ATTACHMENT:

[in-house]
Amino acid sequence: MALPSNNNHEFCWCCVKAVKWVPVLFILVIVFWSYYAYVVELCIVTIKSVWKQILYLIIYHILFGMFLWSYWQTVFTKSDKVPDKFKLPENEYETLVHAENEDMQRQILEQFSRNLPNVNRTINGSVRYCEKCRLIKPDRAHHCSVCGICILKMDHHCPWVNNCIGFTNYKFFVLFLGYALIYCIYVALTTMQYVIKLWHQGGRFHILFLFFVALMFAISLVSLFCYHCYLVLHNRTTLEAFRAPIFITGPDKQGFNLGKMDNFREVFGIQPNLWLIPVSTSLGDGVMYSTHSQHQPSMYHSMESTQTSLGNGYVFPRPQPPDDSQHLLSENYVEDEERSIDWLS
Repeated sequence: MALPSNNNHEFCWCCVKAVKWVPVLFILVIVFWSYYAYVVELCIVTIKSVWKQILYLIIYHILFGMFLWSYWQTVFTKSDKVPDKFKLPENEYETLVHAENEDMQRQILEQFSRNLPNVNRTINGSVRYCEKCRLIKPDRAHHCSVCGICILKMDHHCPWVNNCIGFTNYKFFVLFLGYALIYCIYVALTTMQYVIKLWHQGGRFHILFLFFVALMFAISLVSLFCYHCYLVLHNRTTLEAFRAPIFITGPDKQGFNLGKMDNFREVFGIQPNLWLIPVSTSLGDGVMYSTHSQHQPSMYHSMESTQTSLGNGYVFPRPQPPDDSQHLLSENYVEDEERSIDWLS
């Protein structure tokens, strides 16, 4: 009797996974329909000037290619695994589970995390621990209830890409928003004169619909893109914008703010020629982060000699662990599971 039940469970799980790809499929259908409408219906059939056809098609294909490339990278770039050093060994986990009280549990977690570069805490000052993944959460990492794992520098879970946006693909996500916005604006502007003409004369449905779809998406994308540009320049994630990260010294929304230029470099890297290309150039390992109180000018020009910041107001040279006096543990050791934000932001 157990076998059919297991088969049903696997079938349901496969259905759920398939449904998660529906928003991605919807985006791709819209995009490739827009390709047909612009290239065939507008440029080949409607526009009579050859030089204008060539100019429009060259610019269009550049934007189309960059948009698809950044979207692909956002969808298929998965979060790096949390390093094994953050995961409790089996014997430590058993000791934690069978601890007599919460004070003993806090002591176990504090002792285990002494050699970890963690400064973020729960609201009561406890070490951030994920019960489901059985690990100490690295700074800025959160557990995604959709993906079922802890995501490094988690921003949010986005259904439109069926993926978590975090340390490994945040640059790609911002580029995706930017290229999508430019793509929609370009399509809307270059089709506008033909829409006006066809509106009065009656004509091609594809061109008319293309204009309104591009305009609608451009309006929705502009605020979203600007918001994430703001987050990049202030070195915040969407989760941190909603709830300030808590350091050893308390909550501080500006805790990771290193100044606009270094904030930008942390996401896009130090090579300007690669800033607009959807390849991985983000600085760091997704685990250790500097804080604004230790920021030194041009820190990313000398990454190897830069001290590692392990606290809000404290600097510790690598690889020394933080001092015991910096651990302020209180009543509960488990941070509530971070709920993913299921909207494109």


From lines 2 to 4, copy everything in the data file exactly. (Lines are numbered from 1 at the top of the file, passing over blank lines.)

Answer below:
Amino acid sequence: MALPSNNNHEFCWCCVKAVKWVPVLFILVIVFWSYYAYVVELCIVTIKSVWKQILYLIIYHILFGMFLWSYWQTVFTKSDKVPDKFKLPENEYETLVHAENEDMQRQILEQFSRNLPNVNRTINGSVRYCEKCRLIKPDRAHHCSVCGICILKMDHHCPWVNNCIGFTNYKFFVLFLGYALIYCIYVALTTMQYVIKLWHQGGRFHILFLFFVALMFAISLVSLFCYHCYLVLHNRTTLEAFRAPIFITGPDKQGFNLGKMDNFREVFGIQPNLWLIPVSTSLGDGVMYSTHSQHQPSMYHSMESTQTSLGNGYVFPRPQPPDDSQHLLSENYVEDEERSIDWLS
Repeated sequence: MALPSNNNHEFCWCCVKAVKWVPVLFILVIVFWSYYAYVVELCIVTIKSVWKQILYLIIYHILFGMFLWSYWQTVFTKSDKVPDKFKLPENEYETLVHAENEDMQRQILEQFSRNLPNVNRTINGSVRYCEKCRLIKPDRAHHCSVCGICILKMDHHCPWVNNCIGFTNYKFFVLFLGYALIYCIYVALTTMQYVIKLWHQGGRFHILFLFFVALMFAISLVSLFCYHCYLVLHNRTTLEAFRAPIFITGPDKQGFNLGKMDNFREVFGIQPNLWLIPVSTSLGDGVMYSTHSQHQPSMYHSMESTQTSLGNGYVFPRPQPPDDSQHLLSENYVEDEERSIDWLS
């Protein structure tokens, strides 16, 4: 009797996974329909000037290619695994589970995390621990209830890409928003004169619909893109914008703010020629982060000699662990599971 039940469970799980790809499929259908409408219906059939056809098609294909490339990278770039050093060994986990009280549990977690570069805490000052993944959460990492794992520098879970946006693909996500916005604006502007003409004369449905779809998406994308540009320049994630990260010294929304230029470099890297290309150039390992109180000018020009910041107001040279006096543990050791934000932001 157990076998059919297991088969049903696997079938349901496969259905759920398939449904998660529906928003991605919807985006791709819209995009490739827009390709047909612009290239065939507008440029080949409607526009009579050859030089204008060539100019429009060259610019269009550049934007189309960059948009698809950044979207692909956002969808298929998965979060790096949390390093094994953050995961409790089996014997430590058993000791934690069978601890007599919460004070003993806090002591176990504090002792285990002494050699970890963690400064973020729960609201009561406890070490951030994920019960489901059985690990100490690295700074800025959160557990995604959709993906079922802890995501490094988690921003949010986005259904439109069926993926978590975090340390490994945040640059790609911002580029995706930017290229999508430019793509929609370009399509809307270059089709506008033909829409006006066809509106009065009656004509091609594809061109008319293309204009309104591009305009609608451009309006929705502009605020979203600007918001994430703001987050990049202030070195915040969407989760941190909603709830300030808590350091050893308390909550501080500006805790990771290193100044606009270094904030930008942390996401896009130090090579300007690669800033607009959807390849991985983000600085760091997704685990250790500097804080604004230790920021030194041009820190990313000398990454190897830069001290590692392990606290809000404290600097510790690598690889020394933080001092015991910096651990302020209180009543509960488990941070509530971070709920993913299921909207494109």